A British Army veteran broke down into tears over the loss of Queen Elizabeth II as thousands gathered at Buckingham Palace to pay tribute to the late monarch.
Archie Ferguson, 84, had served 23 years in the armed forces, serving abroad in countries such as Germany and Cyprus. “[I’m] sad and glad, glad that she had a quick departure,” Ferguson told Yahoo News. The death of the monarch brought back memories of the passing of his wife, who had suffered from dementia for 10 years. “She [the queen] didn’t spend a lifetime of suffering,” he added.
The veteran went on to praise the monarch’s wisdom, saying she had been a wonderful queen and a “great example.”
Mourners queued for miles to lay flowers, notes and cards at the gates of the monarch’s official residence. Friday marked the first of 10 days of mourning. The funeral for Queen Elizabeth is set to take place on Sept. 19.
ARCHIE FERGUSON: All right?
- Yeah. I'm just gonna grab--
ARCHIE FERGUSON: There have been some little tributes to the queen, going to Ireland.
- Do you think so?
ARCHIE FERGUSON: I do.
- Yeah, I've seen-- did you see the nice clip of the queen when she spoke Irish when she was in Ireland?
ARCHIE FERGUSON: Oh, yes, I did. Yeah, yeah.
- And so the first question today is, how do you feel? How are you feeling today?
ARCHIE FERGUSON: Sad and glad.
- Sad and glad?
ARCHIE FERGUSON: Mm-hmm.
- Why glad?
ARCHIE FERGUSON: That she had a quick departure. [CRIES] I had 10 years nursing my wife from Alzheimer's. It's a long time, and it's cruel, whereas the queen was introduced to the new prime minister one day, and the next day, she was gone.
- Do you think that was kind of significant?
ARCHIE FERGUSON: Well, it was public knowledge, you know?
ARCHIE FERGUSON: So she didn't spend a lifetime of suffering or many years of suffering. As many as a million people in this country with Alzheimer's. And it's a long road for--
- So she had Alzheimer's?
ARCHIE FERGUSON: No, no, no. She--
- Oh, no, sorry.
ARCHIE FERGUSON: --in this country, I'm talking about. So that's why I'm glad that she didn't suffer. She was alive today, gone tomorrow.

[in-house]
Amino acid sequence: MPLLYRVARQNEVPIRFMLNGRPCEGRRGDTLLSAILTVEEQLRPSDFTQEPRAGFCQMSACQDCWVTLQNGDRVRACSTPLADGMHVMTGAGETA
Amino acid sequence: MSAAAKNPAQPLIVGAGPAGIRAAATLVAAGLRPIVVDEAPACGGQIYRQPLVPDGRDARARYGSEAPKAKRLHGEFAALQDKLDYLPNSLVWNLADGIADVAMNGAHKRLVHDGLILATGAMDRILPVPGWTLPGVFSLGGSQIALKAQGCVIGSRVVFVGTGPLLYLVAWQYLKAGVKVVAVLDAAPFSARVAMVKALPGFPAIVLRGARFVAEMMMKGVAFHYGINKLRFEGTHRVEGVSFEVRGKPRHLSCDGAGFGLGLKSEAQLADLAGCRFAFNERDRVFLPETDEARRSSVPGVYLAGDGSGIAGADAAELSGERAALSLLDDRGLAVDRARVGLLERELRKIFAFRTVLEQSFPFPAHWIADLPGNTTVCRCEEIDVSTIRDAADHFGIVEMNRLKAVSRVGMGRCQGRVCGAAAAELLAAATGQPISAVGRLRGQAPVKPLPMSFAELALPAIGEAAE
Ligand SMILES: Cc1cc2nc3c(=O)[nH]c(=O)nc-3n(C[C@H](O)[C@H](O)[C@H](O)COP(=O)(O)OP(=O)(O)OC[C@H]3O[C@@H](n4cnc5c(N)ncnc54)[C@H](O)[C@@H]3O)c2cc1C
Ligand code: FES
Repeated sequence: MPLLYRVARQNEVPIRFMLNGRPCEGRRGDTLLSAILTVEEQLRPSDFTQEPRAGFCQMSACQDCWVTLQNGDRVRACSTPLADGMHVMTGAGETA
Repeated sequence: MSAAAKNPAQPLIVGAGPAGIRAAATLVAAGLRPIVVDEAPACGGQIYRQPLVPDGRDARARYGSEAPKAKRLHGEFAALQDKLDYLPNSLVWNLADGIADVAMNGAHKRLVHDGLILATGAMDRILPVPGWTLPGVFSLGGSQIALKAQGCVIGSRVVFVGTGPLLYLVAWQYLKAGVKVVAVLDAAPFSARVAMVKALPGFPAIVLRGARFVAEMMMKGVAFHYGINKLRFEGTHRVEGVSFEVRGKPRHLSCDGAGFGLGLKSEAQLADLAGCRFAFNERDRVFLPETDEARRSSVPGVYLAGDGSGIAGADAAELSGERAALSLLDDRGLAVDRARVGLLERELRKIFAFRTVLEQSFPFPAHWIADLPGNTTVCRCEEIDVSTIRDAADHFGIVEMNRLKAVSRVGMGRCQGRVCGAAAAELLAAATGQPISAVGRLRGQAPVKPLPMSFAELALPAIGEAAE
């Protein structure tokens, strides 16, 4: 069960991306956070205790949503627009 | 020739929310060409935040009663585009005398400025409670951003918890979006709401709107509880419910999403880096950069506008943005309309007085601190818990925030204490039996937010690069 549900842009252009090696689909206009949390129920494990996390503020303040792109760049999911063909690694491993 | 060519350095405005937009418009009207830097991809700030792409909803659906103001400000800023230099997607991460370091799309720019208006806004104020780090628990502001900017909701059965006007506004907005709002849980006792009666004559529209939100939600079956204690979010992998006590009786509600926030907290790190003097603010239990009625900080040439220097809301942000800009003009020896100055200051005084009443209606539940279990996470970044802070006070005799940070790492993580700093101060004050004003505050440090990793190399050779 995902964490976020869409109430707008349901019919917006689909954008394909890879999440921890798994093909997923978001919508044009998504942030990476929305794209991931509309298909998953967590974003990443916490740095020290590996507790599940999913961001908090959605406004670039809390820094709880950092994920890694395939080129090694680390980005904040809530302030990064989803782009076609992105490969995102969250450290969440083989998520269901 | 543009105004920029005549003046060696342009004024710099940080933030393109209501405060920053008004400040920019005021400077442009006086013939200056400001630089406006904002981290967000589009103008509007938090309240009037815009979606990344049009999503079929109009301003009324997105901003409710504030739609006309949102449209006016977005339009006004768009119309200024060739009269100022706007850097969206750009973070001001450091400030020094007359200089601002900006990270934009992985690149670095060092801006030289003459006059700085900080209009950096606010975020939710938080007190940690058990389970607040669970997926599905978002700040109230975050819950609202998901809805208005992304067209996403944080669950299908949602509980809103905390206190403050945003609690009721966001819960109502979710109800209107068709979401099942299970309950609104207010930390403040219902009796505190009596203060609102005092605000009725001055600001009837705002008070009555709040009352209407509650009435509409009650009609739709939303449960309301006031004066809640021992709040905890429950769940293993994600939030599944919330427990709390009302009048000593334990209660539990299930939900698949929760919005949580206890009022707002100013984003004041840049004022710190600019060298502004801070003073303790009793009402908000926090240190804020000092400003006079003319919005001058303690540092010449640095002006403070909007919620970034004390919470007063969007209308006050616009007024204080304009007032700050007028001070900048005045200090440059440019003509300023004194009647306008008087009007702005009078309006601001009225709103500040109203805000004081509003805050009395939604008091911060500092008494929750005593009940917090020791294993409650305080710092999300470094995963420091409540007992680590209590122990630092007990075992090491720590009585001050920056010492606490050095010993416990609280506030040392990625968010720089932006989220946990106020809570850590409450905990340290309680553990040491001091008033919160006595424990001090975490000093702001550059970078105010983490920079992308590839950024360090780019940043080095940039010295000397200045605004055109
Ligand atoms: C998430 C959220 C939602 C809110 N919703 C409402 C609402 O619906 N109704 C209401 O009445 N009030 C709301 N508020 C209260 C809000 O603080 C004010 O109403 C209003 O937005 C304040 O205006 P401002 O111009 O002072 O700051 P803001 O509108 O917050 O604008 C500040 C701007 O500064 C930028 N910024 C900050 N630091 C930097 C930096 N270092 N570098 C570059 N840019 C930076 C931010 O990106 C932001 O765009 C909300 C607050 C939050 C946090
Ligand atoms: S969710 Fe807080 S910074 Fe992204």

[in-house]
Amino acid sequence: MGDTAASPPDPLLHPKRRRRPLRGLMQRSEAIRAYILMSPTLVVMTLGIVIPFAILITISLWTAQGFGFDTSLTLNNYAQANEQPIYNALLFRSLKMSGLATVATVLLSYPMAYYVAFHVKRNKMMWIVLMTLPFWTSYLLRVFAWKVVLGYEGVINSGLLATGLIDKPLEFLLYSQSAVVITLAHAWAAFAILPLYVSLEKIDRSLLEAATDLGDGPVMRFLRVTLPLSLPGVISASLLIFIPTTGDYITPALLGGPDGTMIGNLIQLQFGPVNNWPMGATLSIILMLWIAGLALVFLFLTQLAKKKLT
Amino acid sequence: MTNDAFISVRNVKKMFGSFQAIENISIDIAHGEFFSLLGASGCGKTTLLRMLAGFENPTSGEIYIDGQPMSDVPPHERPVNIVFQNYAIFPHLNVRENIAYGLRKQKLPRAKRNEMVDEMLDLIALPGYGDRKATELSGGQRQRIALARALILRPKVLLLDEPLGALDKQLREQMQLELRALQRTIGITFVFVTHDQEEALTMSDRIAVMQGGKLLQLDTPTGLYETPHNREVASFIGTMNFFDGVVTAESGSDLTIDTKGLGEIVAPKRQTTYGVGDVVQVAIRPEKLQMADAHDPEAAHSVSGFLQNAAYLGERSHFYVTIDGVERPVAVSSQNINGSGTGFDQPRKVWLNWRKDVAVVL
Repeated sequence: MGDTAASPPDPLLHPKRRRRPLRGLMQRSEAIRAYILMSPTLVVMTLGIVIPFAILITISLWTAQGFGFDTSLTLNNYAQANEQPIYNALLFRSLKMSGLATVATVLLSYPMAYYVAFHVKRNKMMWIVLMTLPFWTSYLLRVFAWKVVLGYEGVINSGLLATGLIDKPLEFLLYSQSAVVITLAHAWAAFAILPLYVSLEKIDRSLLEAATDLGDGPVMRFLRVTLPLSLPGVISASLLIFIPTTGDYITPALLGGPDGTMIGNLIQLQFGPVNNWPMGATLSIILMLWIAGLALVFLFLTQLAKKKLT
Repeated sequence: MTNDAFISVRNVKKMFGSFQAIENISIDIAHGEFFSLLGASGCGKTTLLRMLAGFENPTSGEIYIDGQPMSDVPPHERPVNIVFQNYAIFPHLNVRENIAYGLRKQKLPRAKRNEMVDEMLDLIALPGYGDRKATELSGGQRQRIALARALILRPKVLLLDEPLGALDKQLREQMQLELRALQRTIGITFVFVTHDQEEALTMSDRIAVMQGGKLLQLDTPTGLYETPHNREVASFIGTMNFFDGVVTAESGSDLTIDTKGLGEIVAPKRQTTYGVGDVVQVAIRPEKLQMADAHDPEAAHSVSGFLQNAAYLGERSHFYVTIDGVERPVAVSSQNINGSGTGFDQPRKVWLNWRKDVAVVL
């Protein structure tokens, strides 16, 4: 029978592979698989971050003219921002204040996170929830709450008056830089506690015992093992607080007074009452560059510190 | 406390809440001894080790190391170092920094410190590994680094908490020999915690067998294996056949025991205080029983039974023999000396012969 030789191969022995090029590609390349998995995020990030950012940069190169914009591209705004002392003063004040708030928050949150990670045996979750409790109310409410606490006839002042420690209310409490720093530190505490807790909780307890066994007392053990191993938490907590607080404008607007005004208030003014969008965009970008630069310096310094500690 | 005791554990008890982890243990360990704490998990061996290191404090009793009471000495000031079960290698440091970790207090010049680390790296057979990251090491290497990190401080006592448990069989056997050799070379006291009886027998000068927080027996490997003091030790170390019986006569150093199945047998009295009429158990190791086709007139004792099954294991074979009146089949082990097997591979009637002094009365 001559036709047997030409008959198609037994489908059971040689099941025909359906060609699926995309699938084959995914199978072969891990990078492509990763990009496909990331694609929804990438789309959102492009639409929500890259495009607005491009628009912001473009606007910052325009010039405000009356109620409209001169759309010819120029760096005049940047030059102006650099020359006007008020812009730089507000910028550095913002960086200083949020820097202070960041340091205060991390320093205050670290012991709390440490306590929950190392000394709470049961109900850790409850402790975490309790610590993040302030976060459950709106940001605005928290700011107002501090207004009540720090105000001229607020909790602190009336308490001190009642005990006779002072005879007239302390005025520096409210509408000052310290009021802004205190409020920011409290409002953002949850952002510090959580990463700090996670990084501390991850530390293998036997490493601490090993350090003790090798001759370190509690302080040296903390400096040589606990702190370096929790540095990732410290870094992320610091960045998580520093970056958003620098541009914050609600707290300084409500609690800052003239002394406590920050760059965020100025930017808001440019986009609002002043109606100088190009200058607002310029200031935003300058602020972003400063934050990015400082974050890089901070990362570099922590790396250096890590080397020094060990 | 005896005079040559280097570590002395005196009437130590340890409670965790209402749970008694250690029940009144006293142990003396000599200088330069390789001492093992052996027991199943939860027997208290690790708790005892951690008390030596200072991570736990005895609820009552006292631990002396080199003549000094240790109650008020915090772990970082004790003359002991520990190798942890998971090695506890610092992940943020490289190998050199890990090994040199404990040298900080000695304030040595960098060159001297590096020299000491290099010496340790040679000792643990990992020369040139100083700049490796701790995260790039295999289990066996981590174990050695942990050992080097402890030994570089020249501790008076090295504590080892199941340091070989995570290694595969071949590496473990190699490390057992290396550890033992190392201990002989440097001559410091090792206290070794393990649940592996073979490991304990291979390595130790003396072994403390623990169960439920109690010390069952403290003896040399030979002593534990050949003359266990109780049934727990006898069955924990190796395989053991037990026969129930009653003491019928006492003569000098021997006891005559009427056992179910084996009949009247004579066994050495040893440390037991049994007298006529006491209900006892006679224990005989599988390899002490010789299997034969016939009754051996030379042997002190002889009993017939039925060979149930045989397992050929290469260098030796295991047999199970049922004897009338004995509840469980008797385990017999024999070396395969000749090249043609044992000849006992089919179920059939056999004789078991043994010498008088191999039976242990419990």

- Yeah. And what significance did she have in your life?
ARCHIE FERGUSON: Well, being in the forces, we were-- she was our boss, if you like. And she was a wonderful queen.
- She was.
ARCHIE FERGUSON: She was a great example. She was full of wisdom, I wish she could give it to some of our leaders.
- Anyone in particular?
ARCHIE FERGUSON: There's a choice? Of all [INAUDIBLE]. Our leaders need wisdom in today's world, though. We're not an easy lot to manage.
- That's a fair thought.
ARCHIE FERGUSON: Who's fault-- we could have a good political debate here. [LAUGHS]
- And how do we feel about King Charles?
ARCHIE FERGUSON: Well, I hope and pray he does well. I mean, I wouldn't like to start a job at 72 is it?
- Yeah. He's about-- yeah, I'm actually not quite--
ARCHIE FERGUSON: 70-ish, anyway. I'm 84, and I wouldn't like to start a new job. [INAUDIBLE].
- Yeah. And what is your favorite memory of the queen?
ARCHIE FERGUSON: I think cooking for her.
- You cooked for her?
ARCHIE FERGUSON: And coming to the garden party here.
- Wow! When was that?
ARCHIE FERGUSON: In my last four years in the army, I was here in London at the [INAUDIBLE] parade.
- Oh, yeah.
ARCHIE FERGUSON: And so I was invited to the garden party here. And also I wasn't invited, I was detailed to make supper for the queen.
- What did you make?
ARCHIE FERGUSON: What did I make? We got some fresh salmon from Scotland. We got saddles of lamb from Wales because they have the best lamb going. We got some pineapples from the resorts.
ARCHIE FERGUSON: So if you say to somebody, it's for the queen, you do--
- Yeah, it's easier. I know. Well, thank you so much for speaking with me. I won't take too much of your time. Could I just grab your name?
ARCHIE FERGUSON: Yeah, it's Archie Ferguson.
ARCHIE FERGUSON: I'm from Royal Hospital--
- The Royal Hospital.
ARCHIE FERGUSON: --Chelsea.
- And could we just get a profile, just a portrait picture, if poss--